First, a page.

Yeah, with the things that I know now at 34, if I would have been as disciplined when I was 25, God only knows if I would have even had this injury. I’ve learned now that certain muscles and parts of your body, your hips, your pelvic area, your tibialis muscles—which are at the front of your shins—and all these other things all correspond within your body. If one thing is out of whack, then you’re gonna overcompensate for the other. Essentially, that’s what I did for months without realizing it. After my MCL tear, it would hurt; it would pinch a lot. And then all in that day it just gave way. I try to look at people who ride bikes or run or play soccer—not even professionally—they seem to take their body more seriously than most skateboarders do. They train, buy the bibs, the whole kit and it’s just their hobby. Even when skateboarding is your job, we don’t take the same appreciation and care for our bodies.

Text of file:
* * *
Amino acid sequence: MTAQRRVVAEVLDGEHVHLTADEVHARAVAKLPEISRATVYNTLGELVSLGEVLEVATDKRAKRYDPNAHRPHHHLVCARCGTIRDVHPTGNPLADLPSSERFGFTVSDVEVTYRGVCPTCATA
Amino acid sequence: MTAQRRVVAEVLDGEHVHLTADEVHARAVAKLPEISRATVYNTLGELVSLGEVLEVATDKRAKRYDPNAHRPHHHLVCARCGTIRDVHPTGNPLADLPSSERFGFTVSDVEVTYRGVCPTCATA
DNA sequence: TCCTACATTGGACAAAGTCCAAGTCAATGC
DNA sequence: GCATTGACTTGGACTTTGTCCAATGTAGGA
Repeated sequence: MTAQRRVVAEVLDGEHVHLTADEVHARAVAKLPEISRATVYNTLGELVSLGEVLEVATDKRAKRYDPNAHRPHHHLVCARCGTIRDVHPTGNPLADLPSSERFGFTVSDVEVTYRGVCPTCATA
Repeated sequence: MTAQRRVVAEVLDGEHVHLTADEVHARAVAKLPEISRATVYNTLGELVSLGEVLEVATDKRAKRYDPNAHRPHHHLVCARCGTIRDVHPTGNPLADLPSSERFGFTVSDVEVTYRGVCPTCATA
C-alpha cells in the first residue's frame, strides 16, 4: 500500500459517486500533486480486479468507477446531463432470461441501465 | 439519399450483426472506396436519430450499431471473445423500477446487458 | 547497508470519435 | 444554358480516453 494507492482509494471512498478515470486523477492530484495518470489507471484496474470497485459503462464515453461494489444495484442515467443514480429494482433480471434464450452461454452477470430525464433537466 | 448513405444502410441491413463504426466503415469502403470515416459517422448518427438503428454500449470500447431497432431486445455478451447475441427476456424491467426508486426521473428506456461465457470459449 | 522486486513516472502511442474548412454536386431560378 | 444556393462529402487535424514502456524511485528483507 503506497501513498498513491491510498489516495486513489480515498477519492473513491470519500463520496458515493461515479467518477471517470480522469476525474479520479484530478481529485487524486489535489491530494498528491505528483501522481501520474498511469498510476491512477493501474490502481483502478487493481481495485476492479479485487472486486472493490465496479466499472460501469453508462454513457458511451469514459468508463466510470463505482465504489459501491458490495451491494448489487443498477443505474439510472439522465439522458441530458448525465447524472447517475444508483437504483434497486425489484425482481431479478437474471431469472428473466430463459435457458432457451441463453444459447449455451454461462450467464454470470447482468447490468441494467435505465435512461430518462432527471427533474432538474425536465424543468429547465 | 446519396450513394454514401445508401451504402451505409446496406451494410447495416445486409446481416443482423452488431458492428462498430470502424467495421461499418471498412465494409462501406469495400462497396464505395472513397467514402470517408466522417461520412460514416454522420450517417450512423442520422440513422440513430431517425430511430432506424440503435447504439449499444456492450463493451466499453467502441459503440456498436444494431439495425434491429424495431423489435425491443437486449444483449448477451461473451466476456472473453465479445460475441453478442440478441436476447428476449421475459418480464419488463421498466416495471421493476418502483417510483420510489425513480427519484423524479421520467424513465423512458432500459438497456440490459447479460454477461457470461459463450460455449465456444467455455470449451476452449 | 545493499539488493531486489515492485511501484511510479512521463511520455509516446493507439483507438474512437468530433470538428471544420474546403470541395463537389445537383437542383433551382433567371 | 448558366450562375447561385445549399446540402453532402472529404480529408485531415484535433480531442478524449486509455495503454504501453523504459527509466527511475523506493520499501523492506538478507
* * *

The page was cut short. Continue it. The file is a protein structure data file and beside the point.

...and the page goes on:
Yeah. It’s a hard balance, because you’re not just trying to do tricks, but you’re also selling a look and attitude about street life. If you bomb a hill and you look like you have a diaper full of hip pads, you’re gonna look insane. So you have to also consider the fashionable standards of the moment as well.
As difficult as it is, you can’t go 100-percent into something; you still have to keep the identity you have within skateboarding.
You can’t go full jock.
Yeah, but I see Stevie Williams on Instagram; he’s in his 40s and he’s fucking jacked. Or I watched this Felipe Gustavo documentary about the rehab stuff he does, and he’s one of the best skaters on the planet. Listening to him talk about training and all these other things, he doesn’t make it his personality or character, but he takes it so seriously and I was like, Dude, no wonder you can switch back tail hubbas first try in Street League. As I’ve aged, I start to really get inspired by these stories or by seeing other individuals who want to take care of themselves. You just got to put in the effort and you see results.
Callin’ in Stevie’s ups for a big back 180
So you put in the work. You had surgery in June and you’re already cleared to start skating. How is that possible?